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By understanding the possibility of starting and sustaining a small firm, young entrepreneurs can imagine the potential for success in the domestic industry.

Canada, a country well-known for its multiculturalism and excellence in hockey, is also a land of opportunities for innovators and entrepreneurs. Despite today's business world where it consists of mostly American and Asian companies such as Hewlett-Packard, Acer and HTC, Canadian corporations like Research In Motion (RIM), Boston Pizza and Loblaw's are continuously competing strongly with other business giants.

Canadian businesses have seized opportunities in five changing conditions such as demographic, social, economic, regulatory and technological changes. You can read more about these changes on the Industry Canada's site.

Additionally, the performance for Canadian companies has been above adequate and improving incrementally. According to Industry Canada, the rate for upcoming companies has increased from 9% in 2001 to 12% in 2006. Simultaneously, over half (51% to be exact) of these companies last minimal five years while a majority (85%) survives at least one year.

In contrast with other countries, Canadian firms are also favourable in terms of its survival rate and start-up rate. For instance, one-year survival rate for Canadian service the firms in 2005 was 85% as opposed to the United States at (78%). In fact, the one-year survival for Canadian service firms in 2005 was also higher than Spain, Denmark, New Zealand, Finland, Hungary and Netherlands. These statistics indicate the well-being of various Canadian firms and increase the optimism and confidence of new entrepreneurs and companies. Moreover, by comparing Canada with other countries, Canada does seem to be outperforming foreign firms.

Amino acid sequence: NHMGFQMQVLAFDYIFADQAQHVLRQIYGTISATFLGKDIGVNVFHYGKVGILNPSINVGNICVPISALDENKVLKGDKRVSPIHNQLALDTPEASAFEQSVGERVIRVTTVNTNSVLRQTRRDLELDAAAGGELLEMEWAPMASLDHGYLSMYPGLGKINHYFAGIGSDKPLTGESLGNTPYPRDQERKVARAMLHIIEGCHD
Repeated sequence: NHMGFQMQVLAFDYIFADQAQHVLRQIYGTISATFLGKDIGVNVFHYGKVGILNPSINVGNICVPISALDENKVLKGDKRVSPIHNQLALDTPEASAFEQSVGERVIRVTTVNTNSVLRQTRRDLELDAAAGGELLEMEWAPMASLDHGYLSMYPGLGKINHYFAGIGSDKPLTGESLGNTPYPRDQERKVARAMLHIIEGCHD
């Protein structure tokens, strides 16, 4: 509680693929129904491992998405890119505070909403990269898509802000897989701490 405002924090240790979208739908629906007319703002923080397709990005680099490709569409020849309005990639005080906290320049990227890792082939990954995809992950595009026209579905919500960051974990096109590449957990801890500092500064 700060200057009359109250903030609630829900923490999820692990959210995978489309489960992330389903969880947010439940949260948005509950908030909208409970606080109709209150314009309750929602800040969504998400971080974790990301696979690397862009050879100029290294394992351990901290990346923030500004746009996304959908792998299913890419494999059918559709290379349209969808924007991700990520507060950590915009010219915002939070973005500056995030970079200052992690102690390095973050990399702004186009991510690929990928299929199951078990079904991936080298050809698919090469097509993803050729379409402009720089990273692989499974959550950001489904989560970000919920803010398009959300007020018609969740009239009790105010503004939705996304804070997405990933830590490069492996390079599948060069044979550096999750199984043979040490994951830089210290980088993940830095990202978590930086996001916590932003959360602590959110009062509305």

By understanding the possibility of starting and sustaining a small firm, young entrepreneurs can imagine the potential for success in the domestic industry. Interestingly, this success is highly related to higher education. According to Statistics Canada, roughly one third (35%) of Canadian entrepreneurs (self-employed individuals) in 2007 have a post-secondary diploma and 28% has a university degree. Conversely, 3% has not attended high school and 8% has not completed high school. These numbers suggest that individuals with higher education are more likely to start their own businesses. According to Industry Canada:

"...people with more education tend to be better able to recognize and pursue opportunities. As a result, they tend to start more businesses and their businesses tend to perform better."

For those who dream to become an entrepreneur one day, props to you for attending SFU and receiving the necessary education that you may need for future endeavours. Post-secondary education provides students with the knowledge as well as career-related experiences and networks through programs like the Co-operative Education program , which will be essential to a good career, regardless of whether we choose to become entrepreneurs or not.

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